Worst line: “Perhaps nothing better demonstrates the ambiguities and contradictions of drunk driving than the stories of two women involved in the founding of MADD: Candy Lightner and Cindi Lamb. Both women lost daughters to drunk drivers, although Lamb’s daughter, Laura, was paralyzed for six years before dying. In the early 1990s, both women went to work for the alcohol industry, the very people who manufactured and vigorously advertised the product that had, indirectly, led to their children’s deaths. As we will see, Lightner and Lamb were not naïve at all and had good reasons for doing what they did.’ That’s a memorable passage, but Lerner doesn’t convince you that their reasons were “good.”

Published: September 2011

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© 2012 Janice Harayda. All rights reserved.
www.janiceharayda.com

January 14, 2009

Where to Find Answers to Legal Questions About Blogging – ‘The Associated Press Stylebook and Briefing on Media Law’

Filed under: How to — 1minutebookreviewswordpresscom @ 5:42 pm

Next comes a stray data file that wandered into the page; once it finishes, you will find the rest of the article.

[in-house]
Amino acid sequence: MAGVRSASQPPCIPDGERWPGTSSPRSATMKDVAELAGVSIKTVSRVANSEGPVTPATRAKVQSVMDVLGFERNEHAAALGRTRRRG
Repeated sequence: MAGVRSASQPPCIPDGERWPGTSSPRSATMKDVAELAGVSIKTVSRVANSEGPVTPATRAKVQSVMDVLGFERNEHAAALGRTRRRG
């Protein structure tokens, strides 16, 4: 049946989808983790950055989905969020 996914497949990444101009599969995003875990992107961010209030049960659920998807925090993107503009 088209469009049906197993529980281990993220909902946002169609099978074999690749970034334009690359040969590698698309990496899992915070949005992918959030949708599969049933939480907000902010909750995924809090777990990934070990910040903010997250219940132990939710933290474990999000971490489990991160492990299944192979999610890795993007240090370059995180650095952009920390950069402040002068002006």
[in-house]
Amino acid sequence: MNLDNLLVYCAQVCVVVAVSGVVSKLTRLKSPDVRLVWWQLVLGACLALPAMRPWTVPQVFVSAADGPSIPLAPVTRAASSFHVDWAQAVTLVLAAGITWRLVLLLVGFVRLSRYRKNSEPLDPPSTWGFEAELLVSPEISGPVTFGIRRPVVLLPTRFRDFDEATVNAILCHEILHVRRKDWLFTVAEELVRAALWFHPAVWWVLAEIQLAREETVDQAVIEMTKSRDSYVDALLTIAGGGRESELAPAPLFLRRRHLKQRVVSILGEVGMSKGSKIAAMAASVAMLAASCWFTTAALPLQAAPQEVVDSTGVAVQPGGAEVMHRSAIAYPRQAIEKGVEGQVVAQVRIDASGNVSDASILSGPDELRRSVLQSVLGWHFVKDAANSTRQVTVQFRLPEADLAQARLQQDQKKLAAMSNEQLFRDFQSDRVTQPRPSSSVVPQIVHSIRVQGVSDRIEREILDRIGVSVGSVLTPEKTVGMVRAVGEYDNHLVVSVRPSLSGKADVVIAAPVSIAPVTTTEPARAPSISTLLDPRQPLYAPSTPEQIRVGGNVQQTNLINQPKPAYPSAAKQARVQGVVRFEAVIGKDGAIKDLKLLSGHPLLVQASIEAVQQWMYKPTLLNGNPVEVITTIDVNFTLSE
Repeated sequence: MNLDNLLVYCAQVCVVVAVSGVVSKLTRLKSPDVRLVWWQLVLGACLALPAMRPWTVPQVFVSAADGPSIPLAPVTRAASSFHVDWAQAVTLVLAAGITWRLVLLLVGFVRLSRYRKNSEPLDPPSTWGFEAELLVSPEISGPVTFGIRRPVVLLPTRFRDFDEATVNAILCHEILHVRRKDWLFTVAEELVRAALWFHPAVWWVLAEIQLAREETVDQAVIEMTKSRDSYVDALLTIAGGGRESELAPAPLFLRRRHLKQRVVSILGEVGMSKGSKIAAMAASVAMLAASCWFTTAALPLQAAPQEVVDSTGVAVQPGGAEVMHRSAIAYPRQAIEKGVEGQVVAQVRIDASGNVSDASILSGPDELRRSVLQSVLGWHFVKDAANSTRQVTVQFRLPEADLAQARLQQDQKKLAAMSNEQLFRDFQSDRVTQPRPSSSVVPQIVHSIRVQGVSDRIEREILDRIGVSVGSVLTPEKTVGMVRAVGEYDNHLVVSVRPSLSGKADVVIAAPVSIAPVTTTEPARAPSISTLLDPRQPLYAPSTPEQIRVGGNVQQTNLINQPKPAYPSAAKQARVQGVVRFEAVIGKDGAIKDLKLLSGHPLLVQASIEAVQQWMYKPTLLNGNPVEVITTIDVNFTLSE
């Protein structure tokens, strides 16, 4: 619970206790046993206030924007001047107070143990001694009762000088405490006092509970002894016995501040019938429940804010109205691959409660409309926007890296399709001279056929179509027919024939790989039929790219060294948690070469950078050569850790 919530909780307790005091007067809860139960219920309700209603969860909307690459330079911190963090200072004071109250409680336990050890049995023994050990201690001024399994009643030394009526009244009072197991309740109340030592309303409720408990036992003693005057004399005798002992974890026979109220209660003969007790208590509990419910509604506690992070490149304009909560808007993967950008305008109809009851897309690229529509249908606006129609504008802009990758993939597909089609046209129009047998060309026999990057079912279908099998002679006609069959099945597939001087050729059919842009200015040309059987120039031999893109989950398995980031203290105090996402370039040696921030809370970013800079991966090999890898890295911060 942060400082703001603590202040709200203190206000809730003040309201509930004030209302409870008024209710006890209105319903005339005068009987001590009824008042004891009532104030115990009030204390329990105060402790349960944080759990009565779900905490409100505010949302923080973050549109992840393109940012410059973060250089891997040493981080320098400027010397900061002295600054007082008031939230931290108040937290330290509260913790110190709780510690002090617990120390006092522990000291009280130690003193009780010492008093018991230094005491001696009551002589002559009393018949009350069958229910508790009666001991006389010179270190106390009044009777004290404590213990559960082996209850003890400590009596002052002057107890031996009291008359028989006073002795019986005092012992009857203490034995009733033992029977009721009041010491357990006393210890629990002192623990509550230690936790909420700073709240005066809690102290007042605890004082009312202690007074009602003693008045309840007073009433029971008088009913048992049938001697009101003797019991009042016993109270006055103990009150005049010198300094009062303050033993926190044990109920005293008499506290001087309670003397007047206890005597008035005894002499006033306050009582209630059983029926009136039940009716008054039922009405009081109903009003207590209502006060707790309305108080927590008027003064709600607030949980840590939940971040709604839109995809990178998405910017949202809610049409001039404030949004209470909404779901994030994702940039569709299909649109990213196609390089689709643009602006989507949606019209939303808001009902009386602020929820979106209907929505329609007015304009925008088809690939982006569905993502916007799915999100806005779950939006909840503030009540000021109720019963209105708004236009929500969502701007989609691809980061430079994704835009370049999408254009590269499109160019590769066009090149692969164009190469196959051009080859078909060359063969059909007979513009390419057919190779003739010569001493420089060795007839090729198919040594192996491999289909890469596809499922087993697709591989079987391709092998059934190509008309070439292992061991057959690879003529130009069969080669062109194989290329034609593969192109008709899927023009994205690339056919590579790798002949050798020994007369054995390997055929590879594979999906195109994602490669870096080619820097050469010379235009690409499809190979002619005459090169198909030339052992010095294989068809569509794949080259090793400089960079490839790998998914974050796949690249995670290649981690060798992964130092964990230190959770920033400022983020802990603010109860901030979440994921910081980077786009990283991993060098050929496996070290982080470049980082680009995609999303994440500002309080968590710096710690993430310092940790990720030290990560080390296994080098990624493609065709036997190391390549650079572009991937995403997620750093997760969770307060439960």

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How much of a poem or song can you quote on your blog? Is it okay to use your Facebook page to describe all the annoying things your co-worker does, in enough detail that people will recognize her, if you don’t use her name? If another Web site libels someone and you repeat the offending material on yours, could you get sued?

A good place to look for answers is The Associated Press Stylebook and Briefing on Media Law ($18.95, Basic Books, 432 pp., paperback), edited by Norm Goldstein — specifically, its media-law section with chapters on many topics that apply to bloggers, including copyright, privacy, and defamation (which generally includes both libel and slander).

The legal portions of The AP Stylebook have two advantages over much of the similar material you can find on the Web. First, they have a reader-friendly – that is, nonlawyerly – tone. Second, they cover the major areas that apply to Web content producers and give clear examples of things that can get you into trouble.

The copyright-law section of my 2000 edition notes, for example, that “no mathematical formula” can tell you whether the text you want to use from a poem or song amounts to “fair use.” The stylebook instead offers four general guidelines that apply to quotation. One says that any use that decreases the potential market value of the copyrighted work tends not to be fair: “For instance, if a literary critic reproduces all five lines of a five-line poem, the potential market value of the poem will be diminished because any reader of the critic’s piece can obtain a copy of the poem for free.”